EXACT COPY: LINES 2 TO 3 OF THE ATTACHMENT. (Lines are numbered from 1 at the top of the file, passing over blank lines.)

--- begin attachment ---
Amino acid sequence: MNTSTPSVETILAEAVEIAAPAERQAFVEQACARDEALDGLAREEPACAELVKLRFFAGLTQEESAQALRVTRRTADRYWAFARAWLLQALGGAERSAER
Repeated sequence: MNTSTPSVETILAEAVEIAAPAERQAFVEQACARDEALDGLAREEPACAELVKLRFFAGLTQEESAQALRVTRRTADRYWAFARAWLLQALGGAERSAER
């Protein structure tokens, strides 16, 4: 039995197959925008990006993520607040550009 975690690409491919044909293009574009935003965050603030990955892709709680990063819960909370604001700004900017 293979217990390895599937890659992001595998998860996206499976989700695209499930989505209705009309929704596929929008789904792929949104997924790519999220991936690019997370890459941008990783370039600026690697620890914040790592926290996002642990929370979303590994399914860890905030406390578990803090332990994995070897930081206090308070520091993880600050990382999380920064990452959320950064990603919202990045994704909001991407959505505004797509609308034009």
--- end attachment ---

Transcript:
Repeated sequence: MNTSTPSVETILAEAVEIAAPAERQAFVEQACARDEALDGLAREEPACAELVKLRFFAGLTQEESAQALRVTRRTADRYWAFARAWLLQALGGAERSAER
């Protein structure tokens, strides 16, 4: 039995197959925008990006993520607040550009 975690690409491919044909293009574009935003965050603030990955892709709680990063819960909370604001700004900017 293979217990390895599937890659992001595998998860996206499976989700695209499930989505209705009309929704596929929008789904792929949104997924790519999220991936690019997370890459941008990783370039600026690697620890914040790592926290996002642990929370979303590994399914860890905030406390578990803090332990994995070897930081206090308070520091993880600050990382999380920064990452959320950064990603919202990045994704909001991407959505505004797509609308034009």